There was a point yesterday when people looked out the window, saw that the sun was still up and asked each other “what shall we do tonight?” Play had reached its closing stages and with ten left it would surely only be a small matter of dusting off the last two players before play ended. Then everyone would be set free for an early night into the albeit wet Berlin evening.
Six hours later the sun had gone down and plans had turned to dust. Dashgyn Aliev didn’t leave in ninth place until five minutes before midnight and somehow we’d sat and watched it all, flinching at the double-ups.
But whatever sense of agony created it was tempered by the thought that the final table could not repeat it. Last night’s session raised the blinds so high that only two players began today with more than 40 big blinds.
Current Daniel-Gai Pidun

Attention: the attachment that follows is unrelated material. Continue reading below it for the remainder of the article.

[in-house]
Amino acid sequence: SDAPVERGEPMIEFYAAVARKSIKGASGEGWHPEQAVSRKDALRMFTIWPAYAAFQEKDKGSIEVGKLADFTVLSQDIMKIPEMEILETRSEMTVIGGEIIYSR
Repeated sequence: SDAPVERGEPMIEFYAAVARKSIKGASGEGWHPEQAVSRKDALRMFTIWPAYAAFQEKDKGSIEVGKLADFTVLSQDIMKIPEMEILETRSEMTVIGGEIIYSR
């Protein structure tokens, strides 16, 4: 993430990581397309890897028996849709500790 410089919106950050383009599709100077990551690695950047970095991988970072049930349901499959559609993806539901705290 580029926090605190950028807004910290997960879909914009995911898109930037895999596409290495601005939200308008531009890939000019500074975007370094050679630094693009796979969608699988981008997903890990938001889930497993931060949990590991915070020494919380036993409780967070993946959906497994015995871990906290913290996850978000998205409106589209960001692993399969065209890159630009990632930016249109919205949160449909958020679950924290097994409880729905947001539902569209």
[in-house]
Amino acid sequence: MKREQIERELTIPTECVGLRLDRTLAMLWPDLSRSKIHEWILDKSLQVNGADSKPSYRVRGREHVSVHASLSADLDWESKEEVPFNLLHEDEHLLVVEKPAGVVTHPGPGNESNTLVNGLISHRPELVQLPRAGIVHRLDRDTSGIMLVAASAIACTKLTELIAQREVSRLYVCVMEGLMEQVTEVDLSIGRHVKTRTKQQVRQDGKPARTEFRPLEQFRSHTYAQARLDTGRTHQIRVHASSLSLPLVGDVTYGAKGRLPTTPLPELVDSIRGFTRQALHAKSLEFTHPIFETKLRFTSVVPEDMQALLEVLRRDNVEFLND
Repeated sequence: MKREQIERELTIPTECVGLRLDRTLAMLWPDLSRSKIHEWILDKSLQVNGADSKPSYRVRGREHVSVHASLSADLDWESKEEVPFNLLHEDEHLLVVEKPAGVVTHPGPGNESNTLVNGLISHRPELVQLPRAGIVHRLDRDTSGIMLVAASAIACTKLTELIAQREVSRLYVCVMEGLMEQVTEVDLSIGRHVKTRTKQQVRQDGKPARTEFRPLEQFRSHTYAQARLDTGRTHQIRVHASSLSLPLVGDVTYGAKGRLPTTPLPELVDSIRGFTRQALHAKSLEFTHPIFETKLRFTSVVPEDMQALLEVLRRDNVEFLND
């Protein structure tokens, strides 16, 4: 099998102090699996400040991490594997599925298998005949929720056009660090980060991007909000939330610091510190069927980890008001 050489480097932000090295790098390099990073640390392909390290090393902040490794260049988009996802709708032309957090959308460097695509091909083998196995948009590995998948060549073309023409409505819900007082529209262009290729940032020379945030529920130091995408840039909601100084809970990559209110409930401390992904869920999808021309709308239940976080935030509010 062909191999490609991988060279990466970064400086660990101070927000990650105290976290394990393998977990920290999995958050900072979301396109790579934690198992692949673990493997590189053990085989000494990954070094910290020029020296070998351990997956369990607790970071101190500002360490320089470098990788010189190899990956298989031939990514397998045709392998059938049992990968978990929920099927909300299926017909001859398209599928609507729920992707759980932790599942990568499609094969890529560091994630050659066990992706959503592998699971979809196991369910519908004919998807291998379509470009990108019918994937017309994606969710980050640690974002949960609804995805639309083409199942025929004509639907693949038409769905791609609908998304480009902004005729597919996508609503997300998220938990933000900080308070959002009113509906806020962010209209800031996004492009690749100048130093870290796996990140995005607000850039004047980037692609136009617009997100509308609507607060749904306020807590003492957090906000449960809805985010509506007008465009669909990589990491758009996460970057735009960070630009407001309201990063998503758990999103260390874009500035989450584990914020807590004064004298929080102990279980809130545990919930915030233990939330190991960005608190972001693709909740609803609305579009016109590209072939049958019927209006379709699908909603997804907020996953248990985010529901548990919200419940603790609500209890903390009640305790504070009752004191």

Right now the blinds are at 100,000-200,000 with a 30,000 ante, making the average stack less than 30 big blinds. At the end of this level they will be 120,000-240,000 with a 30,000, then a staggering 150,000-300,000 with a 40,000 ante.
So when looking at how long this could take, you could safely predict that things will be over sooner rather than later. It also depends on the manner in which chip leader Daniel-Gai Pidun uses his advantage.
As Eugene Katchalov in the EPT Live commentary booth suggested a short time ago, Pidun has one of the strongest positions in poker, with a big lead over opponents all on roughly the same amount. It’s his to win. Unless things get weird again.
Stephen Bartley is a PokerStars Blog reporter.